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One of the great joys of summer is eating fruit. In the northern latitudes, berries, peaches, apricots, and melons ripen in the warm sun, and we can buy them at farmers’ markets and roadside stands fresh off the farm.
Eating fruit is essential to maintaining health. People who include generous amounts of fruit in their diet – four or more servings per day – have lower rates of heart disease, cancer, diabetes, and autoimmune diseases. Unfortunately, Americans average less than one serving per day, usually in the form of apples, bananas, or orange juice, which are among the least nutritious of the options available to us.
There are hundreds of varieties of fruit eaten around the world, most of them grown in tropical climates, but relatively few are widely available in the United States. Here’s a guide to varieties of tropical fruit you are likely to find in your local supermarket or coop.
Dragonfruit and its close relative pitaya are the fruit of several cactus species indigenous to the Americas. Deriving its name, no doubt, from its scary scale-like skin, the fruit has a sweet white flesh that is rich in Vitamin C, iron and calcium, and low in calories. The U.S. Department of Agriculture only recently started allowing dragonfruit into the country. We can now take advantage of its exotic flavor and high nutrition.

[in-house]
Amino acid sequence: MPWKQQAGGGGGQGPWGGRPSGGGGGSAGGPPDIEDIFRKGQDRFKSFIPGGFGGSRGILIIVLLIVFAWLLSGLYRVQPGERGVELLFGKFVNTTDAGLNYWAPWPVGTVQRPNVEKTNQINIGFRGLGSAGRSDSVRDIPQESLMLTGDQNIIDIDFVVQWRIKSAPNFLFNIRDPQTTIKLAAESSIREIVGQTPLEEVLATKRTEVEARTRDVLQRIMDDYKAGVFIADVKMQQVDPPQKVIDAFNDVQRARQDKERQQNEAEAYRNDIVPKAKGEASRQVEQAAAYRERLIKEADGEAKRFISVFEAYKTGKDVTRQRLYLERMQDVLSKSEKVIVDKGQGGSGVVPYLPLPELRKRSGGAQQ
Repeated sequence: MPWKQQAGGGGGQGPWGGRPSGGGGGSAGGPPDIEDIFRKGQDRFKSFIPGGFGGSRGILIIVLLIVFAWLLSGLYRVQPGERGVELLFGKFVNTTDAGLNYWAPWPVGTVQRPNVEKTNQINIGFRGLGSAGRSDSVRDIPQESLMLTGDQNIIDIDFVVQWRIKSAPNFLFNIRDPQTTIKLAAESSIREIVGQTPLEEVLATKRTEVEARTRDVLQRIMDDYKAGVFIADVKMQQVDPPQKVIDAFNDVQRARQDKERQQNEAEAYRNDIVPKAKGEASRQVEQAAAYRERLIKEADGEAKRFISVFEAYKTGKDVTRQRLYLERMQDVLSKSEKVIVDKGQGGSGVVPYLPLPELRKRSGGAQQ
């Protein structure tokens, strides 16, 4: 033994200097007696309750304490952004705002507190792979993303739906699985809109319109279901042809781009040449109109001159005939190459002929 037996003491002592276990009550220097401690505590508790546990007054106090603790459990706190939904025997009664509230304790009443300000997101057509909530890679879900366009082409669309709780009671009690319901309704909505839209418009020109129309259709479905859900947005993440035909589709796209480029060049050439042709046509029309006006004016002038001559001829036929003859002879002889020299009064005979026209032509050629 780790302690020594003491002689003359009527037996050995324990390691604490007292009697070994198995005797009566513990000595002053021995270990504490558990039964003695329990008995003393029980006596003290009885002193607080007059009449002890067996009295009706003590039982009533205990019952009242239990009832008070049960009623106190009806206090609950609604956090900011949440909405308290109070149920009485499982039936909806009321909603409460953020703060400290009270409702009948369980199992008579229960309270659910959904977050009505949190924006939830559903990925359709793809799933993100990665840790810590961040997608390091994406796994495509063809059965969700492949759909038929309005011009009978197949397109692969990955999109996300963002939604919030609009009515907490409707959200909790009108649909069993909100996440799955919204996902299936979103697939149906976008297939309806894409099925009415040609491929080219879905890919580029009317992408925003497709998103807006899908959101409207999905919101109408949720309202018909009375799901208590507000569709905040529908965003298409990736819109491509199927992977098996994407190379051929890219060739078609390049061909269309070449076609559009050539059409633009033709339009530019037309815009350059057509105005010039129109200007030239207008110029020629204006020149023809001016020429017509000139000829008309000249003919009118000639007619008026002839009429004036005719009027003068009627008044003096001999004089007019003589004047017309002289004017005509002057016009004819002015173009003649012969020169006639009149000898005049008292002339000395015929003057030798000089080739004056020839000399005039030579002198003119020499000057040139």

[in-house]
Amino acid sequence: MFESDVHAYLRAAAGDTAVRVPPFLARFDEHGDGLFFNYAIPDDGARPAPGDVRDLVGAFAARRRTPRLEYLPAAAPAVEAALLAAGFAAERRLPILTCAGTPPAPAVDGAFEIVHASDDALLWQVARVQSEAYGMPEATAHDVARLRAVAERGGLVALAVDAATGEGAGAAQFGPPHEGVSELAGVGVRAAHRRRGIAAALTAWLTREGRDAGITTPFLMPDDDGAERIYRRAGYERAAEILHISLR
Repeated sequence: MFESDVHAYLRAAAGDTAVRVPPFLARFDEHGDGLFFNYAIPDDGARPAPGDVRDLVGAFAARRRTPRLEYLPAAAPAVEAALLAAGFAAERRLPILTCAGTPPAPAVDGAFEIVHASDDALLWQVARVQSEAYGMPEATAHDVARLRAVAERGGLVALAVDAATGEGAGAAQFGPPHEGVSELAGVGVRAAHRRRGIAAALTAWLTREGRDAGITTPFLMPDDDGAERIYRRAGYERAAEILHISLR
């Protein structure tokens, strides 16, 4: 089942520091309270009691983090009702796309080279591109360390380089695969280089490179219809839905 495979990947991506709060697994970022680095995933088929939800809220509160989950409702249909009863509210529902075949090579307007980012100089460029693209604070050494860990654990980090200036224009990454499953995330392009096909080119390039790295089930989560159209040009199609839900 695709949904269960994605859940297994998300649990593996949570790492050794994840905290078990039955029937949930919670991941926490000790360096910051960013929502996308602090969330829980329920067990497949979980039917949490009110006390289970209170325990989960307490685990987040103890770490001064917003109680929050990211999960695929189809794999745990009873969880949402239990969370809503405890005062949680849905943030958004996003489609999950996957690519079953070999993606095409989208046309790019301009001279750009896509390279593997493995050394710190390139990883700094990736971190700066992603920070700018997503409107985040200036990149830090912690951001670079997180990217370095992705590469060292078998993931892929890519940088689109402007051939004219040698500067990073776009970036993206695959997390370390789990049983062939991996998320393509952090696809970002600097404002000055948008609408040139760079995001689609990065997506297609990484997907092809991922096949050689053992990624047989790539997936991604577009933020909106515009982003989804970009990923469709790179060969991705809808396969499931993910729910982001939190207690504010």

The fig is one of our oldest cultivated fruits; fossilized remnants have been found in Paleolithic sites in Jordan dating from 11,000 years ago. The plant is cultivated in warm climates throughout the world, as well as appearing in the wild. Although commonly referred to as a fruit, the fig is actually a hollow-ended stem containing many flowers. The small orifice visible in the middle of the fruit is a narrow passage which allows a specialized wasp to enter the fruit and pollinate the flower. Although dried figs are available throughout the year, there is nothing like the unique taste and texture of fresh figs. California figs are available from June through September; some European varieties are available through autumn. Figs are an excellent source of fiber and minerals.
Guava refers to a number of common fruits cultivated and enjoyed in the tropics. The one most often found in North American supermarkets is the Psidium guajava. Guavas probably originated in the Carribean — the name appears to derive from guayabo, the Arawak name for the fruit. Because of guava’s excellent nutritional profile, it is often called a “super fruit.” Compared to the same amount of pineapple, guavas contain five times the vitamin C and four times the fiber. Guavas also contain generous amounts of vitamin A, folate, flavonoids, and lycopene. The flavor is delicate — something between a pear and a strawberry.